Format

Send to

Choose Destination
See comment in PubMed Commons below
Mol Biochem Parasitol. 2003 Aug 31;130(2):65-74.

Leishmania lipophosphoglycan (LPG) activates NK cells through toll-like receptor-2.

Author information

  • 1Departamento de Medicina Experimental, Facultad de Medicina, Universidad Nacional Autónoma de México, Dr. Balmis 148, Colonia Doctores, 06726 Mexico D.F., Mexico. becker@servidor.unam.mx

Abstract

Toll-like receptors (TLRs) mediate the cellular response to conserved molecular patterns shared by microorganisms. We report that TLR-2 on human NK cells is upregulated and stimulated by Leishmania major lipophosphoglycan (LPG), a phosphoglycan belonging to a family of unique Leishmania glycoconjugates. We found that purified L. major LPG upregulates both mRNA and the membrane expression of TLR-2 in NK cells. Additionally, IFN-gamma and TNF-alpha production and nuclear translocation of NF-kappaB was enhanced. The activation effect was more intense with LPG purified from infectious metacyclic parasites than from noninfectious procyclic Leishmania. Since the difference between the molecules derived from these two stages of the parasite growth cycle lies exclusively in the number of phosphosaccharide repeat domains and in the composition of glycan side chains that branch off these domains, we propose that TLR-2 possibly distinguishes between phosphorylated glycan repeats on LPG molecules. The effect of LPG on cytokine production and on membrane expression of TLR-2 could be blocked with F(ab')2 fragments of the mAb against LPG (WIC 79.3). Confocal microscopy demonstrated the co-localization of LPG and TLR-2 on the NK cell membrane. Binding of LPG to TLR-2 in NK cells was demonstrated by immunoprecipitations done with anti-TLR-2 and anti-LPG mAb followed by immunoblotting with anti-LPG and anti-TLR-2, respectively. Both antibodies recognized the immune complexes. These results suggest that NK cells are capable of recognition of, and activation by, Leishmania LPG through TLR-2, enabling them to participate autonomously in the innate immune system and thereby increasing the effective destruction of the parasite.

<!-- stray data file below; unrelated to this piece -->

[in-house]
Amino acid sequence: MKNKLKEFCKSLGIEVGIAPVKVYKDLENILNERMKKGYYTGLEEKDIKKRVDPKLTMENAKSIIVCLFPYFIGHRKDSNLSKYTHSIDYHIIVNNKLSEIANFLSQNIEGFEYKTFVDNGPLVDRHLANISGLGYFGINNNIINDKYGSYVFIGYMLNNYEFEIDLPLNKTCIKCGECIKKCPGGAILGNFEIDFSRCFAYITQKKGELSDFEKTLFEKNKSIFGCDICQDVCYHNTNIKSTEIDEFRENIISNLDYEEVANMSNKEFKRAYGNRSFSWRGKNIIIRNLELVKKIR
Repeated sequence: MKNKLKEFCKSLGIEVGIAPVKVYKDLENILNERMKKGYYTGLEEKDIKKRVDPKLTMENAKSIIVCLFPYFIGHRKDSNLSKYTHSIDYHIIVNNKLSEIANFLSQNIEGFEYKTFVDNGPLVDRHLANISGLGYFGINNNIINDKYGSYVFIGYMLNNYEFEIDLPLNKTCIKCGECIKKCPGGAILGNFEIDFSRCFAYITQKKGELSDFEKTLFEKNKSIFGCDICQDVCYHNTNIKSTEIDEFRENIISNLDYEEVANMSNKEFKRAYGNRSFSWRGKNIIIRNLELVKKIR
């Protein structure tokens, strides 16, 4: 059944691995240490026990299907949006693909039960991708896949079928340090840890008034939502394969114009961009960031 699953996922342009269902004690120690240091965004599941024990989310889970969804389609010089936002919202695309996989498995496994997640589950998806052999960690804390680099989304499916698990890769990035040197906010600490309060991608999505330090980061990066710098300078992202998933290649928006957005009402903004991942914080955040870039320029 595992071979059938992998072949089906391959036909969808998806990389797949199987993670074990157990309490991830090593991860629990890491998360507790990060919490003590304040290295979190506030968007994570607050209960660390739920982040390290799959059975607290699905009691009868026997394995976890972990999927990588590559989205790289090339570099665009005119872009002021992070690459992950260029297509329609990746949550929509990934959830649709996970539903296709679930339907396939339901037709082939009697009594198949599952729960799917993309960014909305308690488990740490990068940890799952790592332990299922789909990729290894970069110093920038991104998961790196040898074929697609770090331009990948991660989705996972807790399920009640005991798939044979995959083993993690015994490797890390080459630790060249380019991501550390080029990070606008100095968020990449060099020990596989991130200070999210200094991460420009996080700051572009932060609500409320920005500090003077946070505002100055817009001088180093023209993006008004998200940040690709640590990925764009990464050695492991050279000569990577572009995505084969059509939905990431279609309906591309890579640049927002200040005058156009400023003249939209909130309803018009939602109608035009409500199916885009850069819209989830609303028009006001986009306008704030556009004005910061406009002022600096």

PMID:
12946842
[PubMed - indexed for MEDLINE]
PubMed Commons home

PubMed Commons

0 comments
How to join PubMed Commons

    Supplemental Content

    Full text links

    Icon for Elsevier Science
    Loading ...
    Write to the Help Desk